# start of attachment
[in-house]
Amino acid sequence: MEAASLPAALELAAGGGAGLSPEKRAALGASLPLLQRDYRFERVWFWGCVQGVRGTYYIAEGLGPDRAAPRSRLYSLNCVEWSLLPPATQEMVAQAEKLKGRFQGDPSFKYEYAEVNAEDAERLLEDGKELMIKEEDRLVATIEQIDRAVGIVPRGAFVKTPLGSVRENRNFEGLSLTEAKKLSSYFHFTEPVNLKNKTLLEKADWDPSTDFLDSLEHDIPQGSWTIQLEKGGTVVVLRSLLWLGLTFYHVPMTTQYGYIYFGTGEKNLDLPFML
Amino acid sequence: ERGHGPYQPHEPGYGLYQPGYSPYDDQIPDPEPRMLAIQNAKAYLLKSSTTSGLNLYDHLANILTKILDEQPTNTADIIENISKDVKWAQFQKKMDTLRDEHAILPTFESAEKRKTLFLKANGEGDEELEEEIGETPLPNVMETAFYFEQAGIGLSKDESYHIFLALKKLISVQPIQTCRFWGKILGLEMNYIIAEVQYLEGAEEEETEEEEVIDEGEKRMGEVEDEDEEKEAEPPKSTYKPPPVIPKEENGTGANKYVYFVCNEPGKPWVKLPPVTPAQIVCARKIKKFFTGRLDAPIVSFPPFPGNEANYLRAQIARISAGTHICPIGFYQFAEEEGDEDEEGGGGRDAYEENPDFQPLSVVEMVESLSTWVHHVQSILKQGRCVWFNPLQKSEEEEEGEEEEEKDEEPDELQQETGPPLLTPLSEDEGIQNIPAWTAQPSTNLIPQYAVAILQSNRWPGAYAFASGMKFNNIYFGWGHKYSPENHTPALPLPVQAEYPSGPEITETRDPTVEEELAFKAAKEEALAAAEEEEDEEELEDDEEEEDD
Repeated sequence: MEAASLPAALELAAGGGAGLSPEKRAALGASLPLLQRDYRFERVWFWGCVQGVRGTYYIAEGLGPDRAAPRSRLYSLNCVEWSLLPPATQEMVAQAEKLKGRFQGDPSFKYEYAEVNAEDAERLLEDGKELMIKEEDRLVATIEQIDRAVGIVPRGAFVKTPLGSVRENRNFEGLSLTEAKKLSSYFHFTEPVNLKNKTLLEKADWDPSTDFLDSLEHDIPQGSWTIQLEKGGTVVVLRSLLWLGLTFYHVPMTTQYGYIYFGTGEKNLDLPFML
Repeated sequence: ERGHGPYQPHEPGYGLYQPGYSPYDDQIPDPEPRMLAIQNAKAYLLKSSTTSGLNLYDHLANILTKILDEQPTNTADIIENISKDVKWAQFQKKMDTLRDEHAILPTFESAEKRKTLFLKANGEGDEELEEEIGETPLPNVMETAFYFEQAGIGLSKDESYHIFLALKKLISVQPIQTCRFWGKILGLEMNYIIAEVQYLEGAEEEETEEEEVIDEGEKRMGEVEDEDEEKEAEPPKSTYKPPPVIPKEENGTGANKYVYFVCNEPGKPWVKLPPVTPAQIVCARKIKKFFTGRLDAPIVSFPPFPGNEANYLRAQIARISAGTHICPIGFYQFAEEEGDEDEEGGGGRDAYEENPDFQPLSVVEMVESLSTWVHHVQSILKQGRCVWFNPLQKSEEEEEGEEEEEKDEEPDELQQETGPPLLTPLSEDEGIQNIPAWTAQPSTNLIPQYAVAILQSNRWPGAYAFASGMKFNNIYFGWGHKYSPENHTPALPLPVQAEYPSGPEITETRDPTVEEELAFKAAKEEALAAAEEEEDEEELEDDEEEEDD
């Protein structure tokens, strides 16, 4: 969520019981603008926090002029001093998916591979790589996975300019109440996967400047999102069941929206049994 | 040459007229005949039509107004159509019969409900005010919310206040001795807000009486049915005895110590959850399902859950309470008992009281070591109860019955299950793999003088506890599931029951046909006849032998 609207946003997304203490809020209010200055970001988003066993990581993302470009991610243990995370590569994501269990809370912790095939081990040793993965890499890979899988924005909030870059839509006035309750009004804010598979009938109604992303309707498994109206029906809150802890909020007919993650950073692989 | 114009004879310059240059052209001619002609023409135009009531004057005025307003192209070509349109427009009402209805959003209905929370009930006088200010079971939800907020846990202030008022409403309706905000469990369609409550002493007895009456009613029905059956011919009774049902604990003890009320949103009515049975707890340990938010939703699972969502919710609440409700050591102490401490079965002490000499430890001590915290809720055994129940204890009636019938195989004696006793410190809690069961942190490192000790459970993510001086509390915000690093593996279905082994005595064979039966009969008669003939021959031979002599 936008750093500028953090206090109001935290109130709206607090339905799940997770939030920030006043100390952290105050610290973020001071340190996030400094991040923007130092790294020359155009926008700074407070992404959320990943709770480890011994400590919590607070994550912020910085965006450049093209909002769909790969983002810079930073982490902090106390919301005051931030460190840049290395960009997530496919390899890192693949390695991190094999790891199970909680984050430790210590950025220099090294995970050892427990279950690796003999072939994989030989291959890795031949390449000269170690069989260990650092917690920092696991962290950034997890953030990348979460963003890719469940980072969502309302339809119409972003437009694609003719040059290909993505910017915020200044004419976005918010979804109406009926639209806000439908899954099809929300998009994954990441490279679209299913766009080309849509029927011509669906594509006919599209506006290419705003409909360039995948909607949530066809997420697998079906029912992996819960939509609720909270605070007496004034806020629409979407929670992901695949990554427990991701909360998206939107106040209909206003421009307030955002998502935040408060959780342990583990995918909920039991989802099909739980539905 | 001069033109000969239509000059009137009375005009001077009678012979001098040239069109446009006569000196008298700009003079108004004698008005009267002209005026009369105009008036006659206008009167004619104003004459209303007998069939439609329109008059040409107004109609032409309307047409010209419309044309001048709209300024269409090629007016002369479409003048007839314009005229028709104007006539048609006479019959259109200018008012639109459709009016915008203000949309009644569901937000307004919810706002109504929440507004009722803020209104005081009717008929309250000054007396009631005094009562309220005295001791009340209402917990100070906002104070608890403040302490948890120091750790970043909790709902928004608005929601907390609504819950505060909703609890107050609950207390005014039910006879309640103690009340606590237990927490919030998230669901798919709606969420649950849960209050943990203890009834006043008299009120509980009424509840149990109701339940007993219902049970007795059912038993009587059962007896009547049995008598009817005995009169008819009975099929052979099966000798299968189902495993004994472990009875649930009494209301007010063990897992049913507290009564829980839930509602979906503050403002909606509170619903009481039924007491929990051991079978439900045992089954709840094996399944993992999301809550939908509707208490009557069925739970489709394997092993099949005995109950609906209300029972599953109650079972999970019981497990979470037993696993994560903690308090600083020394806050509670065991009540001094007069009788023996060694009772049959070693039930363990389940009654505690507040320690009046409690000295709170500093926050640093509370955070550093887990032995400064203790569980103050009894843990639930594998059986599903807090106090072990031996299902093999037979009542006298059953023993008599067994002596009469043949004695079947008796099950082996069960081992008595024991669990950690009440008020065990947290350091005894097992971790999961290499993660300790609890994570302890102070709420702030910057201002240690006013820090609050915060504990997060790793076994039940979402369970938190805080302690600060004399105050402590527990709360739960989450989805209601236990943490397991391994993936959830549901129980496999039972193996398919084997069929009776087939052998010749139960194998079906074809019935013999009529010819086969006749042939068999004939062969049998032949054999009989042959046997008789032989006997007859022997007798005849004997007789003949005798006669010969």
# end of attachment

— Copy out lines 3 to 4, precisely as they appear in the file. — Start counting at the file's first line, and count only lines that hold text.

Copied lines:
Amino acid sequence: ERGHGPYQPHEPGYGLYQPGYSPYDDQIPDPEPRMLAIQNAKAYLLKSSTTSGLNLYDHLANILTKILDEQPTNTADIIENISKDVKWAQFQKKMDTLRDEHAILPTFESAEKRKTLFLKANGEGDEELEEEIGETPLPNVMETAFYFEQAGIGLSKDESYHIFLALKKLISVQPIQTCRFWGKILGLEMNYIIAEVQYLEGAEEEETEEEEVIDEGEKRMGEVEDEDEEKEAEPPKSTYKPPPVIPKEENGTGANKYVYFVCNEPGKPWVKLPPVTPAQIVCARKIKKFFTGRLDAPIVSFPPFPGNEANYLRAQIARISAGTHICPIGFYQFAEEEGDEDEEGGGGRDAYEENPDFQPLSVVEMVESLSTWVHHVQSILKQGRCVWFNPLQKSEEEEEGEEEEEKDEEPDELQQETGPPLLTPLSEDEGIQNIPAWTAQPSTNLIPQYAVAILQSNRWPGAYAFASGMKFNNIYFGWGHKYSPENHTPALPLPVQAEYPSGPEITETRDPTVEEELAFKAAKEEALAAAEEEEDEEELEDDEEEEDD
Repeated sequence: MEAASLPAALELAAGGGAGLSPEKRAALGASLPLLQRDYRFERVWFWGCVQGVRGTYYIAEGLGPDRAAPRSRLYSLNCVEWSLLPPATQEMVAQAEKLKGRFQGDPSFKYEYAEVNAEDAERLLEDGKELMIKEEDRLVATIEQIDRAVGIVPRGAFVKTPLGSVRENRNFEGLSLTEAKKLSSYFHFTEPVNLKNKTLLEKADWDPSTDFLDSLEHDIPQGSWTIQLEKGGTVVVLRSLLWLGLTFYHVPMTTQYGYIYFGTGEKNLDLPFML